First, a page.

17 May 2005

Broadcast Flag is lowered

...before it was even raised!

Last year the US Federal Communications Commission (FCC) mandated the introduction of a broadcast flag in digital television broadcasts that receivers and other devices dealing with digital video signals would have to read and obey (an item on the mandate was in the Technical Services Unit Report 20 August 2004). The idea was that producers and broadcasters could limit what consumers could do with digital television broadcasts: preventing the broadcasts for example from being recorded, or made into DVDs, or broadcast around IP networks (all of which we do here in the Division of Communication and Education, under existing provisions of the Copyright Act).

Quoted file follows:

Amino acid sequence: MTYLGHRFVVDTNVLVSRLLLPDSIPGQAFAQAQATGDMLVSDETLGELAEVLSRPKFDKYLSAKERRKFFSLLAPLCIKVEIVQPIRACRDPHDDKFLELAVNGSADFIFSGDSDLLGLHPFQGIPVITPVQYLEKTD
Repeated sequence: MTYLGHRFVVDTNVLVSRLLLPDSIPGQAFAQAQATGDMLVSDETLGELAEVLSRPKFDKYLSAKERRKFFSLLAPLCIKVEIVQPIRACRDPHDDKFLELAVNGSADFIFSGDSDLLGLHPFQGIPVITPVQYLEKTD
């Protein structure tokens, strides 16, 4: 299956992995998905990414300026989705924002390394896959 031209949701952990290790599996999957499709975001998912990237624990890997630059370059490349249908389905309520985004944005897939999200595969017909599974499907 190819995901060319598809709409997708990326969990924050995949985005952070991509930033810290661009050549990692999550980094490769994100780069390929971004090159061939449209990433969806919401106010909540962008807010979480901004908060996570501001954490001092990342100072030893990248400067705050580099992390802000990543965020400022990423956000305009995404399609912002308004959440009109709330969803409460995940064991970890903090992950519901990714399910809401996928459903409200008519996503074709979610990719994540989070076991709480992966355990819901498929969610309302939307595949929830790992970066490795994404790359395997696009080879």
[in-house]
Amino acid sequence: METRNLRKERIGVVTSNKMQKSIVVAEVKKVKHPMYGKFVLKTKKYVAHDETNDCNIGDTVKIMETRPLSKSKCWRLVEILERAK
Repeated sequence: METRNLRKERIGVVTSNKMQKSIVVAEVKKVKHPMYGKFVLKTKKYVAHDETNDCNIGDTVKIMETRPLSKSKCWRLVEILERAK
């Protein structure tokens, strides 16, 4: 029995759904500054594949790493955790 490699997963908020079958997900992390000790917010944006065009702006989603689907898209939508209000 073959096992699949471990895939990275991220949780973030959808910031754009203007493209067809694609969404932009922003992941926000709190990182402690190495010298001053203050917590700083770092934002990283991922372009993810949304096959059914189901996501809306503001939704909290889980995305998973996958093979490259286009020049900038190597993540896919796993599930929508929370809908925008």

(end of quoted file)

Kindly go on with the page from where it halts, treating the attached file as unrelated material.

Last week a US appeals court struck down the regulation, concluding that the FCC didn’t have the authority to regulate ancillary devices like recorders.

While the FCC has no jurisdiction in Australia, under the Free Trade Agreement signed between the US and Australia last year, there would have been pressure on Australian broadcasters, manufacturers and distributors to mind the flag here as was to be required in the US.

See Court Nixes ‘Broadcast Flag’.